Love’s

There was a time when Love’s Wood Pit Barbecue restaurants dotted the California landscape and seeped into other states, as well. Some folks believe it’s impossible to get decent barbecue in a chain. You need a small, one-of-a-kind restaurant in a building that used to be a welding shop and was converted by some guy who’s obsessive about good bbq and has been doing it all his life. I’ve been to some great places that fit that description and also some where the food was close to inedible.

Love’s fell somewhere in-between but they were always conveniently located and there are times you need to eat and you can’t find one of the “other” kind of bbq joint, or maybe you’re just not in the mood to gamble. Love’s had decent ribs, great chicken, terrific sandwiches and easily the best beans I’ve ever had in my life. I used to go to every Love’s I ventured near and for a time, I had a running correspondence with a gent who was either the president of the company or very close to that. Each time I ate at a new (to me) Love’s, I’d send him a critique. He’d write me back a nice letter and toss in coupons for free meals. A fine relationship.

But I liked Love’s for other reasons beyond the coupons. They were friendly and dependable and the food was pretty darned good. So you could often find me at the one on Pico Boulevard near Beverly or at the one on Hollywood Boulevard at Cherokee or at the one in Encino or the one in Pacific Palisades or any other one. I probably went to twenty different Love’s including the one Love’s Junior they operated (briefly) on Ventura Boulevard in Van Nuys. It was an attempt to repackage their cuisine into something that functioned like a fast food outlet. Had that experiment succeeded, I assume we’d have seen them in locations too small to handle a full-sized Love’s or in food courts.

Alas, over the years the chain just lost business and got smaller. The one on Pico, which had once been a kind of “flagship” Love’s and was used as a model and training facility for others, turned mysteriously one day into a place called Noonan’s. Noonan’s was the name of the company that supplied uncooked ribs to many L.A. restaurants and they went into business in some kind of partnership with Bob Morris, who had founded R.J.’s for Ribs, Gladstone’s and other popular Los Angeles restaurants. (Morris now operates the Paradise Cove Beach Cafe in Malibu, which is not covered on this site because it’s open and thriving.) Then it became Bob Morris’ Beverly Hills Cafe even though it wasn’t really in Beverly Hills…and it may have changed names one or two more times before closing down. The building is now the office of a limousine company. The Love’s on Hollywood Boulevard changed identities at least ten times and is now a restaurant called the Geisha House.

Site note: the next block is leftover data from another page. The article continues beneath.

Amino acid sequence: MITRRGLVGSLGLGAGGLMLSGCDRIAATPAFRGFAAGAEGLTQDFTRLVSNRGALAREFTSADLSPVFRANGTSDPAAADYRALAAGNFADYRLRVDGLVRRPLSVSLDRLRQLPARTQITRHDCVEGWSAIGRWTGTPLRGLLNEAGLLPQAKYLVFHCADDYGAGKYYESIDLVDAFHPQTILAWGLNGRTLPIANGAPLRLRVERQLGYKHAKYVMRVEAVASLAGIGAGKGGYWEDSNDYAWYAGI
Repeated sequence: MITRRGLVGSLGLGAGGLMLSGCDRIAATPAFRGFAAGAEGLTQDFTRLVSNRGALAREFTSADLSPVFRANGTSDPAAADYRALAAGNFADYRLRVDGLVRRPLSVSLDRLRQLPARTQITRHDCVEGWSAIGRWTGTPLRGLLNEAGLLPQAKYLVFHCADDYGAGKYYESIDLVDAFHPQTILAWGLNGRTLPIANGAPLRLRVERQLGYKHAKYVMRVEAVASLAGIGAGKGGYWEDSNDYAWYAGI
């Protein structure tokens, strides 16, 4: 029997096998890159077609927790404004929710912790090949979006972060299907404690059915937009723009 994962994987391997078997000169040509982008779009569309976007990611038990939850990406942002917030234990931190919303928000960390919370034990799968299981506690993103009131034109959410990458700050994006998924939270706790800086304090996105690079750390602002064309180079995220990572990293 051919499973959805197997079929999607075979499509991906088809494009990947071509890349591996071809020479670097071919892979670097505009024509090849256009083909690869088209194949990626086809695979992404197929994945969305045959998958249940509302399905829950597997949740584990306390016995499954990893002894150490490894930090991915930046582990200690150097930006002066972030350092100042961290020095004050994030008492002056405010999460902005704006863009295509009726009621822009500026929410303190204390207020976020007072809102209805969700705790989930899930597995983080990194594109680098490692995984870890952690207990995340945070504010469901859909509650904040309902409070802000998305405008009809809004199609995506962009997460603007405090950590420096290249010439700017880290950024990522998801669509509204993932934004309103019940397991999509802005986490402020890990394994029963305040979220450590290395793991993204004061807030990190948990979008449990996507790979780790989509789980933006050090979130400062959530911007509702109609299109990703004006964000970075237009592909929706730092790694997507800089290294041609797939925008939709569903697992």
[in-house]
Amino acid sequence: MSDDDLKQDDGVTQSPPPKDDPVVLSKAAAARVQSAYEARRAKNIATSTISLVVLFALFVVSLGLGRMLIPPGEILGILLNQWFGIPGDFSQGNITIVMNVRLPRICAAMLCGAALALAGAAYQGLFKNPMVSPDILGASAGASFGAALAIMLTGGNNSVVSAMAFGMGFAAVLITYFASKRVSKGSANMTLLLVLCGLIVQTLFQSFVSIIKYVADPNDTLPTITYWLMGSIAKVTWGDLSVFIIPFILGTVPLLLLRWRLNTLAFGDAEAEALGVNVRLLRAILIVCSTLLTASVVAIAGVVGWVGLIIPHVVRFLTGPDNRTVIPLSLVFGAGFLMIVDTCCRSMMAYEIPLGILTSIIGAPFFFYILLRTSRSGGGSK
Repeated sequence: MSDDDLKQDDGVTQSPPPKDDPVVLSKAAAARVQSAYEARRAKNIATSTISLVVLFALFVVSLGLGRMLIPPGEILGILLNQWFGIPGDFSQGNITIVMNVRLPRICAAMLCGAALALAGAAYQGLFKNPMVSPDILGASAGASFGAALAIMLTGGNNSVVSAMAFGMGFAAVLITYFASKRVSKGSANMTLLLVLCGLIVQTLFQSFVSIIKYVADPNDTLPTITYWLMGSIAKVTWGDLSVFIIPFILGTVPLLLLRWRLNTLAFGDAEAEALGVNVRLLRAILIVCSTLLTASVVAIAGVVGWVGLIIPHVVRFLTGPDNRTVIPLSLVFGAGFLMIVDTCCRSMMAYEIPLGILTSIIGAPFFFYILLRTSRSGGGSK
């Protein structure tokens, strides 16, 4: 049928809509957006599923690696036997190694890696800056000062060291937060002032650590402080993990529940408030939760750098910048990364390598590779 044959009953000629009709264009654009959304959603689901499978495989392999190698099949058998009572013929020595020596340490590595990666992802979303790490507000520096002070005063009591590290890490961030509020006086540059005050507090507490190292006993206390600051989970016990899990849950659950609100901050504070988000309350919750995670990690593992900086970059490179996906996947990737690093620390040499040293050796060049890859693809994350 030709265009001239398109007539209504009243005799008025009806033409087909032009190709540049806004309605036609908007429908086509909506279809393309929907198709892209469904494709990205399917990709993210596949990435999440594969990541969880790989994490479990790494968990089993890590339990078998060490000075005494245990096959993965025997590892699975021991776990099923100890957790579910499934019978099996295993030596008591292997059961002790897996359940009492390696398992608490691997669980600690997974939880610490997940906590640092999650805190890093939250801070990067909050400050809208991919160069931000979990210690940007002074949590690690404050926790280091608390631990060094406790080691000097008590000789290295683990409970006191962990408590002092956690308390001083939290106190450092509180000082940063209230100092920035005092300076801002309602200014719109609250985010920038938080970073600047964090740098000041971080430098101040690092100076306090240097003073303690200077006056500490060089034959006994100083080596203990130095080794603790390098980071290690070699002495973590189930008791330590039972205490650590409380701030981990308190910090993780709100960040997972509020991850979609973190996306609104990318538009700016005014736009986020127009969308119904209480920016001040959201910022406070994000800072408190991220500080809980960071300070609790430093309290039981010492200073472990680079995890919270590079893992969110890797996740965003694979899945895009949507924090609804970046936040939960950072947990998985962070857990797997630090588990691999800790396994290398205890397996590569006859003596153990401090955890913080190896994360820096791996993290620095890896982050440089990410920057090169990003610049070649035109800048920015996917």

There were some changes of ownership and some lawsuits in the Love’s operation. A lot of them closed and the ones that didn’t changed names. The Love’s in Brea, for instance, changed its name to Riley’s and went on serving the exact same menu for years. The one in Chula Vista renamed itself The Great Rib Restaurant, which was a subtitle that Love’s sometimes used in its advertising and on its signs. Eventually, all such after-life Love’s closed. According to the company website, there’s still a Love’s in Jakarta, Indonesia but I’m skeptical that’s so. If it exists, it’s the only one.

Click above to enlarge

Folks who loved Love’s still love it…and miss it. If you do some Googling, you’ll find a number of different recipes that purport to be the secret to replicating Love’s Beans and others that teach you how to make the sauce. Since the recipes differ, some or all of these are obviously wrong. I haven’t tried making any of them but the recipes for beans (which is sometimes attributed to the L.A. Times) strike me as dead wrong. Some of the sauce recipes seem credible, especially this one…

2 cups cider vinegar
3 1/2 cups brown sugar
2 tablespoons salt
2 tablespoons onion powder
2 tablespoons garlic powder
2 tablespoons celery seed
1 tablespoon black pepper
1 tablespoon paprika
2 tablespoons lard
1/4 cup pickling spices

Place lard (not shortening) in a pot. Add sugar and then other ingredients. Cook over a low flame stirring occasionally until sauce reaches the desired consistency.

As I said, I never made this but it sounds like it might be the secret. And the reason I’ve never made it is that every three or four years, I order another case of the genuine article from the Love’s website. I have no idea why they’re still bottling this stuff if there are no restaurants to sell it in. Maybe there is one in Jakarta and it’s thriving. Anyway, it’s been more than two years since I ordered any of it. I don’t guarantee that the site is still active but you can inquire there if you long to get some. As you might imagine from all that brown sugar, Love’s sauce was very sweet but it was awfully good.

301 Responses to Love’s

  • Michael Jester says:

    The original West Covina Love’s, and I do mean “Original”, was located at 510 Glendora Ave, where the Capri Theater was. They relocated to “Restaurant Row” on E. Garvey in the mid 70’s, and the Glendora Ave location became “Marty’s Restaurant”. My sister went to Elementary and Jr. Hi School with the daughter of Mr & Mrs Love.

Leave a Reply

Your email address will not be published. Required fields are marked *

Recent Comments